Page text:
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How To Use Steampunk GPS

Your Steampunk GPS Apparatus has several instruments built into one!
Here we'll run down the use of all the Apparatus's functions.


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This is the ALTIMETER. You can tell your altitude by looking at the two needles on the unit. The needle on the left shows units in Thousands, and the needle in the center of the dial shows Hundreds.
Put them together to get your altitude. In this example, the altimeter reads 4400 -- 4000 on the Thousands needle, and 400 on the Hundreds. You can change your units between feet and meters in the settings panel.

Note the yellow and green lights on the Altimeter. These show the signal strength, and the accuracy of the altimeter varies with signal strength. If all four are lit, the Altimeter is receiving the strongest possible signal. If only one is lit, the signal is poor. If none are lit at all, the GPS may not be receiving a signal for altitude at all, and the instrument may become INOP (inoperative). In this case, a flag will drop down in front of the Altimeter signifying that it is unusable at the time.



This is the COMPASS. It's pretty straightforward. Whatever number is being magnified by the glass is your current heading. The compass in this example reads 315.

You can change whether your heading is displayed in true or magnetic north in the settings panel.



This is the SPEEDOMETER. It's also pretty straightforward. Whatever number is highlighted by the metal plate is your current speed. The speedometer in this example reads 40.

You can change between miles per hour or kilometers per hour in the settings panel.



This is the GPS FLIPBOARD. It displays your global coordinates, as well as other messages.

Your coordinates can be displayed in Degrees, Minutes, and Seconds, or in Decimal format. The format can be chosen in the settings panel.

But the Flipboard also can display data from the other instruments. In Loop Mode, all of the instruments will display their readings on the Flipboard one at a time. In Normal mode, touching one of the instruments will cause the Flipboard to display the reading of the instrument that is being pressed down.

Notice the four lights to the right of the Flipboard letters. This is your GPS signal strength, and a better signal means better accuracy. If all four are lit, the signal is at or near full strength.

The button on the right side of the Flipboard will open the settings panel.

Normal Mode

In normal mode, your GPS coordinates are displayed on the flipboard at the bottom of the screen. You read your altitude on the instrument in the upper-left, your heading on the instrument wich is top-center, and your speed on the right.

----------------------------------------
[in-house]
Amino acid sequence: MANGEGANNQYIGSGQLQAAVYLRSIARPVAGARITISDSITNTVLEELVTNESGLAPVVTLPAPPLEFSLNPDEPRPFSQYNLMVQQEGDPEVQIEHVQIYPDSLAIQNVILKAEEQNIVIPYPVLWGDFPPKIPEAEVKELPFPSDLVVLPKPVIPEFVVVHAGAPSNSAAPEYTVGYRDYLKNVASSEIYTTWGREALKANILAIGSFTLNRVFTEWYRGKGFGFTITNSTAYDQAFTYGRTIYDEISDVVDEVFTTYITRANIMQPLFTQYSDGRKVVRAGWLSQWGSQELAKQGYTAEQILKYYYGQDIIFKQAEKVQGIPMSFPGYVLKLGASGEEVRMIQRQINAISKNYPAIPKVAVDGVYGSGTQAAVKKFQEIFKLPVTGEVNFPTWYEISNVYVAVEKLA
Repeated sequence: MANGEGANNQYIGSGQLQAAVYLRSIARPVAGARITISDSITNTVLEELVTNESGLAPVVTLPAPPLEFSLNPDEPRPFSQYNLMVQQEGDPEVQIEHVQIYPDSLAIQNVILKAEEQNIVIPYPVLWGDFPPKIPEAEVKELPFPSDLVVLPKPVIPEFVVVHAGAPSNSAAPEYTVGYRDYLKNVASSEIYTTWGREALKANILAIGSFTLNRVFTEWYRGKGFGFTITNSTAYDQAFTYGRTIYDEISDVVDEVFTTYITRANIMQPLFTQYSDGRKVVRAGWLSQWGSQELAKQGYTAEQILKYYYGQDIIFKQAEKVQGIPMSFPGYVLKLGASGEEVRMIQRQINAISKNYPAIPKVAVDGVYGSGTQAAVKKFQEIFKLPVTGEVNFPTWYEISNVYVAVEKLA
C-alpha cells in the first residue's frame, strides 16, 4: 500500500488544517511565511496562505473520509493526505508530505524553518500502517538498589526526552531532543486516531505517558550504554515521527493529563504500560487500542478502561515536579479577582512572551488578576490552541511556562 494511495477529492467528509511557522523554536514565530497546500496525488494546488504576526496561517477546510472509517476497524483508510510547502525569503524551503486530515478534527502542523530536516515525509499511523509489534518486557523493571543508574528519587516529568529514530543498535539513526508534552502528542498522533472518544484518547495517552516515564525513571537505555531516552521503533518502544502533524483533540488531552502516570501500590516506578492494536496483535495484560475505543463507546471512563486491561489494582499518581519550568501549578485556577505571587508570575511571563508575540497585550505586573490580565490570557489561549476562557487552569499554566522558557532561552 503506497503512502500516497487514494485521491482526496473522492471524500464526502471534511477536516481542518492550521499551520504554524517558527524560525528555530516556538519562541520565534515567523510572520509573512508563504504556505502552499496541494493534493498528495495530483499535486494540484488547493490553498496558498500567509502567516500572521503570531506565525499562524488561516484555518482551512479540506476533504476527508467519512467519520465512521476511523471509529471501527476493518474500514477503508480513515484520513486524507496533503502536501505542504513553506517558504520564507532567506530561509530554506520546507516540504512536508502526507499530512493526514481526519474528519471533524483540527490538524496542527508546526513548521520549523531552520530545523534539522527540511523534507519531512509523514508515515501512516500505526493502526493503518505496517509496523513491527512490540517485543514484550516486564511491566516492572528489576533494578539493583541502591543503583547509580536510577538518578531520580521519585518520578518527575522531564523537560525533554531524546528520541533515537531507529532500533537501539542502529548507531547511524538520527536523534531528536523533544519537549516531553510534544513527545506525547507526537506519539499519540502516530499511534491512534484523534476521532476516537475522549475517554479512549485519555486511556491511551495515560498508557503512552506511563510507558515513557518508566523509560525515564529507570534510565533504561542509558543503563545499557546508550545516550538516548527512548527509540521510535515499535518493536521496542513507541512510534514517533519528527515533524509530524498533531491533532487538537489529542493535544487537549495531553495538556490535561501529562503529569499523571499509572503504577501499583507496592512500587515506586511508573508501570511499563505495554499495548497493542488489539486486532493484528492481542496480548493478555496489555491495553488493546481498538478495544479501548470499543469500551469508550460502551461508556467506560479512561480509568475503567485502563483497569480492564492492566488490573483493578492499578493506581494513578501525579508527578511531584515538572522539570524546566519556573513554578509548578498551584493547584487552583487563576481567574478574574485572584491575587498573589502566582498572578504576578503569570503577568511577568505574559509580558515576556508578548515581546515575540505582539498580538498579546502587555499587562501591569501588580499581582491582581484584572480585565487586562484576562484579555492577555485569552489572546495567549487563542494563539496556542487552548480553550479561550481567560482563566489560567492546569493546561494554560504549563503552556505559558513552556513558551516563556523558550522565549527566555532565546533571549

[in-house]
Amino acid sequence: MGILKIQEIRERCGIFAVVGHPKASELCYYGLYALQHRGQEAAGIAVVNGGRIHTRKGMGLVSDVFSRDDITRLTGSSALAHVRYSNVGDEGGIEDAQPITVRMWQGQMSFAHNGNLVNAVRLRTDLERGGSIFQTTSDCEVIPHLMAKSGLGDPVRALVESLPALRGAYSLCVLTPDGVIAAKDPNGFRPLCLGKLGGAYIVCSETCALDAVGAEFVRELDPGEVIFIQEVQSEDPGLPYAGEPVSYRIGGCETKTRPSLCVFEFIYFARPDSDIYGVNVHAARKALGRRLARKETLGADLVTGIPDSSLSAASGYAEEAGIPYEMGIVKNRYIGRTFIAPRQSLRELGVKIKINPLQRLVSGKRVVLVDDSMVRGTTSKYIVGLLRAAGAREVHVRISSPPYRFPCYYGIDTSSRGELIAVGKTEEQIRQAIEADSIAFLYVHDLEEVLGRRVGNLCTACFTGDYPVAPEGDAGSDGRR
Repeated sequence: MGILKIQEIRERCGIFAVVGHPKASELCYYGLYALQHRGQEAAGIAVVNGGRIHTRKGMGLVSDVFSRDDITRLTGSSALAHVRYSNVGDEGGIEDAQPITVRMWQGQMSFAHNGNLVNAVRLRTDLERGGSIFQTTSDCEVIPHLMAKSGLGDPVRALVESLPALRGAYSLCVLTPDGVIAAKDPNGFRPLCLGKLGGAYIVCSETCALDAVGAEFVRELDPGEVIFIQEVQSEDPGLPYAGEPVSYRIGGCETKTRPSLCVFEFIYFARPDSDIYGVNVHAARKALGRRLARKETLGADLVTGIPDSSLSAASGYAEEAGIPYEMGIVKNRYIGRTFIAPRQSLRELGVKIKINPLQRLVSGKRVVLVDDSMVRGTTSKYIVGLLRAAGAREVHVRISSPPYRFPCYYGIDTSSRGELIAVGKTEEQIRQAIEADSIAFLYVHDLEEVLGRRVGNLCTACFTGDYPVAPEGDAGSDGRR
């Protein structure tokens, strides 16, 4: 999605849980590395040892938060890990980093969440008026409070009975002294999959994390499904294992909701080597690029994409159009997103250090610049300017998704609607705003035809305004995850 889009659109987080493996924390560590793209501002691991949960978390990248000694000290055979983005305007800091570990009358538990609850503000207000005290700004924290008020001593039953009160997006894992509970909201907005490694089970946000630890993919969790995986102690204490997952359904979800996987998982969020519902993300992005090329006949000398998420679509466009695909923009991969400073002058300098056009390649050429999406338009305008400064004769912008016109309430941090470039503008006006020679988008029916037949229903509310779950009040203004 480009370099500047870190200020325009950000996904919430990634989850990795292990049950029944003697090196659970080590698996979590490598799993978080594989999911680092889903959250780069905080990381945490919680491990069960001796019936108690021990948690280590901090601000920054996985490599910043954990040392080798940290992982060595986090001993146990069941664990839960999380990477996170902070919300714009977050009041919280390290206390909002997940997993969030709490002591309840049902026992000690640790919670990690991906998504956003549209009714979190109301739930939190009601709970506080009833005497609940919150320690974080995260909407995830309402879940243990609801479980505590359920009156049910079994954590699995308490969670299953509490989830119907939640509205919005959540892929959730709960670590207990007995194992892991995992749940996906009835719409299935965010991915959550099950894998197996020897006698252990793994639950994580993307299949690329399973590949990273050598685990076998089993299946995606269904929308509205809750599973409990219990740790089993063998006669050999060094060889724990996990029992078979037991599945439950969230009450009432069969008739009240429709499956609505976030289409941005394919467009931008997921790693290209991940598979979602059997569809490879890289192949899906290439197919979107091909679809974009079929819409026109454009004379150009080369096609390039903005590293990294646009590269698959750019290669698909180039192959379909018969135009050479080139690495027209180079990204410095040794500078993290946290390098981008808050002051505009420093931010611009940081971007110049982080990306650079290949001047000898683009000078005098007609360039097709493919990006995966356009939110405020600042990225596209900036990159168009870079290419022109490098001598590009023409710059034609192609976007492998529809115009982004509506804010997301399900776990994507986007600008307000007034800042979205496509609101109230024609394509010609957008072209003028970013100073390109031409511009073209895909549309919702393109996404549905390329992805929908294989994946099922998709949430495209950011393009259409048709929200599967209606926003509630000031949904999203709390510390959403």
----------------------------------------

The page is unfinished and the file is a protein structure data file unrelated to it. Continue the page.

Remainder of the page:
You can also touch and hold one of the instruments, and it will display the instrument's reading on the flipboard. Release the instrument, and the flipboard goes back to GPS Coordinates.
Loop Mode

In loop mode, the instruments still function as normal, but now the Flipboard cycles between all of the instruments, displaying their readings one at a time.
Changing Modes

To change modes, touch the toggle switch just above the flipboard, or touching the flipboard itself will toggle the switch.

FAQ:

Q: What does INOP mean?A: INOP means "inoperative." The instrument in question is not functioning.
 
Q: Why am I not getting any readings at all? Everything is INOP.A: You may be indoors, unable to receive signals. You may be in Airplane Mode. You may have Location Services for your phone or for Steampunk GPS off. Go to Settings -> Location Services and turn Location Services on for Steampunk GPS.
 
Q: Why is my compass INOP?A: If you do not have an iPhone 3GS or later, you don't have a compass on your phone.
Other possibilities include having Location Services for your phone or for Steampunk GPS off. Go to Settings -> Location Services and turn Location Services on for Steampunk GPS.
Finally, sometimes there is magnetic interference. If the Compass is INOP and the other instruments are functioning, try moving your iPhone in a figure-8 motion.
 
Q: Why is my altimeter INOP? I'm getting a signal for GPS coordinates, but no altitude information.A: The altimeter must have a good GPS signal from the satellites. It is possible to get surface coordinates without a satellite signal (from cell towers and WiFi signals), but the altimeter must have a good satellite signal.


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